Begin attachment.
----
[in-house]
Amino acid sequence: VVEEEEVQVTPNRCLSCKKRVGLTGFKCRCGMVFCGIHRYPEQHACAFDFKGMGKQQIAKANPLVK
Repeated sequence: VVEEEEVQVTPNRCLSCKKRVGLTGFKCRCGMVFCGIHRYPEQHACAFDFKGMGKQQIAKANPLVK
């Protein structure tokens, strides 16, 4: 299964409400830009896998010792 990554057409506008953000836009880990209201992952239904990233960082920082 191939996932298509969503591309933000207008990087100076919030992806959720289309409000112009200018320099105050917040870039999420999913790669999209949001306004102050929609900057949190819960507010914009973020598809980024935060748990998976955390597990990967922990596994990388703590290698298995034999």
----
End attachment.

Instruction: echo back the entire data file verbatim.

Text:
[in-house]
Amino acid sequence: VVEEEEVQVTPNRCLSCKKRVGLTGFKCRCGMVFCGIHRYPEQHACAFDFKGMGKQQIAKANPLVK
Repeated sequence: VVEEEEVQVTPNRCLSCKKRVGLTGFKCRCGMVFCGIHRYPEQHACAFDFKGMGKQQIAKANPLVK
């Protein structure tokens, strides 16, 4: 299964409400830009896998010792 990554057409506008953000836009880990209201992952239904990233960082920082 191939996932298509969503591309933000207008990087100076919030992806959720289309409000112009200018320099105050917040870039999420999913790669999209949001306004102050929609900057949190819960507010914009973020598809980024935060748990998976955390597990990967922990596994990388703590290698298995034999």